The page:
KENJI by Gertrude Jenness Rinden

KENJI

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KIRKUS REVIEW

This lively tale of Kenji, a likeable boy growing up in Japan today, offers fine background material debunking the stereotyped picture of Japan as the land of cherry blossoms and fans. It shows the heavy responsibilities of a young boy whose father died after the war. Kenji's mother feels obligated to barter his young sister so that Kenji may continue his education. His reaction to this dilemma and his dual feelings toward an American girl classmate provide humor and pathos with insight into Japanese culture. This strong plot unfolds with the immediacy of some of James Michener's work and with spiritual character delineation reminiscent of Pearl Buck's The Big Wave.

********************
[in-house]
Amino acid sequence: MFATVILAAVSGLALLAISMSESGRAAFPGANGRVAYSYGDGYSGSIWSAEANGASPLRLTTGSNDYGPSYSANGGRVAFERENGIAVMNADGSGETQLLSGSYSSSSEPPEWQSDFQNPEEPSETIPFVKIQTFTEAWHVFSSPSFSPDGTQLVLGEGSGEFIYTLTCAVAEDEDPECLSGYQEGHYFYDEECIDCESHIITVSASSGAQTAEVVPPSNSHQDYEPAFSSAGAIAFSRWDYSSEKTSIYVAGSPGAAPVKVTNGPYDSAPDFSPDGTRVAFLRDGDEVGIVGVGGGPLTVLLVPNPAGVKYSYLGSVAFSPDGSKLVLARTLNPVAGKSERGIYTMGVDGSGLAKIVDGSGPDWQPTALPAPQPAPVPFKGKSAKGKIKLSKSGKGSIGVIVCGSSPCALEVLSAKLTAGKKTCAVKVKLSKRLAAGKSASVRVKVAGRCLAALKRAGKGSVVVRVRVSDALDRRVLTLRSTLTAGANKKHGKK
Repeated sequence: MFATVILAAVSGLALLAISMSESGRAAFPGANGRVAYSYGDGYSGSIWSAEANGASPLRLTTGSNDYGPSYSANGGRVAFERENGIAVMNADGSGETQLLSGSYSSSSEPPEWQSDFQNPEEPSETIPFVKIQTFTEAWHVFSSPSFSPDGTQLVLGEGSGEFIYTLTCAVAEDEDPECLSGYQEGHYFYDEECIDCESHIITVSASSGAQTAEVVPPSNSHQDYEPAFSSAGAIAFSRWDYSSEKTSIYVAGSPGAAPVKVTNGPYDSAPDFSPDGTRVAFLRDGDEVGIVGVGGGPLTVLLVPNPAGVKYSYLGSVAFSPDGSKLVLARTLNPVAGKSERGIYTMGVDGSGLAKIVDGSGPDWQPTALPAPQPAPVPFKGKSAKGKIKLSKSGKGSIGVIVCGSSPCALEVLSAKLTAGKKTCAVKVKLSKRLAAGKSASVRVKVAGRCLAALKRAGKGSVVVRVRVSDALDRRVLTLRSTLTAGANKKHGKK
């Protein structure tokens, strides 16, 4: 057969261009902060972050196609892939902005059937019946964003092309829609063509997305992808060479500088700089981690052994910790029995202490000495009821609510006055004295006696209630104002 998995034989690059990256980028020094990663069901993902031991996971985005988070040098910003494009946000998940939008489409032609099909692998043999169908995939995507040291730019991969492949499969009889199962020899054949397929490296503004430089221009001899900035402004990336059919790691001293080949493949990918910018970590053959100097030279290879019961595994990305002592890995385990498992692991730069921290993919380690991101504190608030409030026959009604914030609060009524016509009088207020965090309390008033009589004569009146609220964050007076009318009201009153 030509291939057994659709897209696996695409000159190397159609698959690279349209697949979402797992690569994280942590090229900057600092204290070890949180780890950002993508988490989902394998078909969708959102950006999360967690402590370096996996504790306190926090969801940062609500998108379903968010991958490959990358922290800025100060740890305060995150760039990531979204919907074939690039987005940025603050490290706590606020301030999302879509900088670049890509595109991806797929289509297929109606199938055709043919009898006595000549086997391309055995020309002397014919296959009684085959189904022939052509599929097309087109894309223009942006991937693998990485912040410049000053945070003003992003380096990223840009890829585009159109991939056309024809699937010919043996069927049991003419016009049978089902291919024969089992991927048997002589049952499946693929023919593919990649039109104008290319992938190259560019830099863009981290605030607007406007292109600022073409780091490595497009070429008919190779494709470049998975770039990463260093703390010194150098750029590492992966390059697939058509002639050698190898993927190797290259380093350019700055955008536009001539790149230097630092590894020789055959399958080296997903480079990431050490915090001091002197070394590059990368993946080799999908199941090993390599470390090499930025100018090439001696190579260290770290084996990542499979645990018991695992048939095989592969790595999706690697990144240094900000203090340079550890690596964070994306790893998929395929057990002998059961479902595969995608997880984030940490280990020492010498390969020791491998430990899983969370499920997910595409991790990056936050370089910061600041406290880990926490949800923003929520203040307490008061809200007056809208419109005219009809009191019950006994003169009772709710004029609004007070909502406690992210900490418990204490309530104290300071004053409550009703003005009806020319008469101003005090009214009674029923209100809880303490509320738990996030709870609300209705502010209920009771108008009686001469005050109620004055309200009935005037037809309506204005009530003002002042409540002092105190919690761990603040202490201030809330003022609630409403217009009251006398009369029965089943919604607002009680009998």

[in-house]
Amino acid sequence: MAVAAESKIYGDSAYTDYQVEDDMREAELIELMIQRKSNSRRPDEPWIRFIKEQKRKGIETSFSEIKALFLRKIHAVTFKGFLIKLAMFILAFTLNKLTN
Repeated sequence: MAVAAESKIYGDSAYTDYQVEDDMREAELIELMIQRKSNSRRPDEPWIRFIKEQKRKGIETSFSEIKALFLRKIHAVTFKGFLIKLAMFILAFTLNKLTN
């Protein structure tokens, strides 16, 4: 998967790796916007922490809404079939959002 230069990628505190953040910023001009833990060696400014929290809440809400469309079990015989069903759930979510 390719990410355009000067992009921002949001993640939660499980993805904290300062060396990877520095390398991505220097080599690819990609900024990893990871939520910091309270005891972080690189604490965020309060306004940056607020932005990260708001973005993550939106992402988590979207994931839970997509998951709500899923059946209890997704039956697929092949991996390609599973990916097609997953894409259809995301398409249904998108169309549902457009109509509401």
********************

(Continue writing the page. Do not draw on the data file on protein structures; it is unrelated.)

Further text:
Pub Date: June 3rd, 1957
Publisher: Friendship